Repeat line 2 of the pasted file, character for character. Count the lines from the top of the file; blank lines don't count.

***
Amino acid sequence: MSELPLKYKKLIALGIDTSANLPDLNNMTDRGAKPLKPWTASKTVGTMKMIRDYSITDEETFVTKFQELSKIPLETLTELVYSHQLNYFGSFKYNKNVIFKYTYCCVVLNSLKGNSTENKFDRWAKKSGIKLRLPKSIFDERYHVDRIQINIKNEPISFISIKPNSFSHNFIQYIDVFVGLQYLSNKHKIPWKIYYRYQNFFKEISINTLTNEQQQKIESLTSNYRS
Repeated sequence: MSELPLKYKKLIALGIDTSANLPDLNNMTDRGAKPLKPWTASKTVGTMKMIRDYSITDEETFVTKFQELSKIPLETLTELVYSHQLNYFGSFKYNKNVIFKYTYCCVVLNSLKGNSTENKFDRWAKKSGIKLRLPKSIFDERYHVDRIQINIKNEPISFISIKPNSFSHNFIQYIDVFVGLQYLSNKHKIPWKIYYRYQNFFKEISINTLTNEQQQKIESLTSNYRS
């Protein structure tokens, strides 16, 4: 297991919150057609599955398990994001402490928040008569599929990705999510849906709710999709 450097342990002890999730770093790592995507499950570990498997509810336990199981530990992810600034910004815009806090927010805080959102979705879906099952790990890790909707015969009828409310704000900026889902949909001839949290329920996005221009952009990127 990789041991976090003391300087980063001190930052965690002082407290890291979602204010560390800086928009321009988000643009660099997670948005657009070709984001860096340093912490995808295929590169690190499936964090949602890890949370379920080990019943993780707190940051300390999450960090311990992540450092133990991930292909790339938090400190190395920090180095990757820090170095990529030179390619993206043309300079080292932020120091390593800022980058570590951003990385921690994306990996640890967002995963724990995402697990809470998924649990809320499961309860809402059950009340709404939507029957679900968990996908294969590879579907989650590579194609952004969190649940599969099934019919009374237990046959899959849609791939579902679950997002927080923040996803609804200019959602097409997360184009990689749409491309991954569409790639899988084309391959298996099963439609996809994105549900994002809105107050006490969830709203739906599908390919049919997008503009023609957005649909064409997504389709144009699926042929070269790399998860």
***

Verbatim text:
Repeated sequence: MSELPLKYKKLIALGIDTSANLPDLNNMTDRGAKPLKPWTASKTVGTMKMIRDYSITDEETFVTKFQELSKIPLETLTELVYSHQLNYFGSFKYNKNVIFKYTYCCVVLNSLKGNSTENKFDRWAKKSGIKLRLPKSIFDERYHVDRIQINIKNEPISFISIKPNSFSHNFIQYIDVFVGLQYLSNKHKIPWKIYYRYQNFFKEISINTLTNEQQQKIESLTSNYRS